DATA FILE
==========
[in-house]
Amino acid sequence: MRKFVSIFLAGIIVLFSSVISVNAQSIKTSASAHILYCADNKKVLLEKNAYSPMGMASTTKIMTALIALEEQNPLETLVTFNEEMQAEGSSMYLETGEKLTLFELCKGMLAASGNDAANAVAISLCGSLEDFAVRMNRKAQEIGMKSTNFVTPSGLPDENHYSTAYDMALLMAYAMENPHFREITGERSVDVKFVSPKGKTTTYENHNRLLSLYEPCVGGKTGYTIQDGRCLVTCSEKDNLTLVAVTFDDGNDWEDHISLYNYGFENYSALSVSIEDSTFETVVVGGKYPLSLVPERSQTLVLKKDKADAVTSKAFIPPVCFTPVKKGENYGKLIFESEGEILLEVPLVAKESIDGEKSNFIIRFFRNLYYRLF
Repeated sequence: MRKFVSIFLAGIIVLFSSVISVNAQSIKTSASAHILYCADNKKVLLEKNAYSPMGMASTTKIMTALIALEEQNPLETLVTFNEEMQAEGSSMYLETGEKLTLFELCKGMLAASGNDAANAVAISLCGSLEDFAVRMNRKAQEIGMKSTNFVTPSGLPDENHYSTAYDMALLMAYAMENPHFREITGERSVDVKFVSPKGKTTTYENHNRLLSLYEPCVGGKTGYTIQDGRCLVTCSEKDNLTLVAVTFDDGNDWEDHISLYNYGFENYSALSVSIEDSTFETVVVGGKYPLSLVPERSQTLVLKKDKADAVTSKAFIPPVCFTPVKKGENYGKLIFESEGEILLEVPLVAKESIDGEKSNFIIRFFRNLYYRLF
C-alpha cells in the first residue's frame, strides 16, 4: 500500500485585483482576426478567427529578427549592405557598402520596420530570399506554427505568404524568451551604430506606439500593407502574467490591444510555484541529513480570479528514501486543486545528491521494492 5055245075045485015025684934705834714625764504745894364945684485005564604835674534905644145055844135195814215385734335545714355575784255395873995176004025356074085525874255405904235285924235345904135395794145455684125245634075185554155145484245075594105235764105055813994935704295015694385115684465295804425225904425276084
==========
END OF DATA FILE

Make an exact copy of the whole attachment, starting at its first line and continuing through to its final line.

[in-house]
Amino acid sequence: MRKFVSIFLAGIIVLFSSVISVNAQSIKTSASAHILYCADNKKVLLEKNAYSPMGMASTTKIMTALIALEEQNPLETLVTFNEEMQAEGSSMYLETGEKLTLFELCKGMLAASGNDAANAVAISLCGSLEDFAVRMNRKAQEIGMKSTNFVTPSGLPDENHYSTAYDMALLMAYAMENPHFREITGERSVDVKFVSPKGKTTTYENHNRLLSLYEPCVGGKTGYTIQDGRCLVTCSEKDNLTLVAVTFDDGNDWEDHISLYNYGFENYSALSVSIEDSTFETVVVGGKYPLSLVPERSQTLVLKKDKADAVTSKAFIPPVCFTPVKKGENYGKLIFESEGEILLEVPLVAKESIDGEKSNFIIRFFRNLYYRLF
Repeated sequence: MRKFVSIFLAGIIVLFSSVISVNAQSIKTSASAHILYCADNKKVLLEKNAYSPMGMASTTKIMTALIALEEQNPLETLVTFNEEMQAEGSSMYLETGEKLTLFELCKGMLAASGNDAANAVAISLCGSLEDFAVRMNRKAQEIGMKSTNFVTPSGLPDENHYSTAYDMALLMAYAMENPHFREITGERSVDVKFVSPKGKTTTYENHNRLLSLYEPCVGGKTGYTIQDGRCLVTCSEKDNLTLVAVTFDDGNDWEDHISLYNYGFENYSALSVSIEDSTFETVVVGGKYPLSLVPERSQTLVLKKDKADAVTSKAFIPPVCFTPVKKGENYGKLIFESEGEILLEVPLVAKESIDGEKSNFIIRFFRNLYYRLF
C-alpha cells in the first residue's frame, strides 16, 4: 500500500485585483482576426478567427529578427549592405557598402520596420530570399506554427505568404524568451551604430506606439500593407502574467490591444510555484541529513480570479528514501486543486545528491521494492 5055245075045485015025684934705834714625764504745894364945684485005564604835674534905644145055844135195814215385734335545714355575784255395873995176004025356074085525874255405904235285924235345904135395794145455684125245634075185554155145484245075594105235764105055813994935704295015694385115684465295804425225904425276084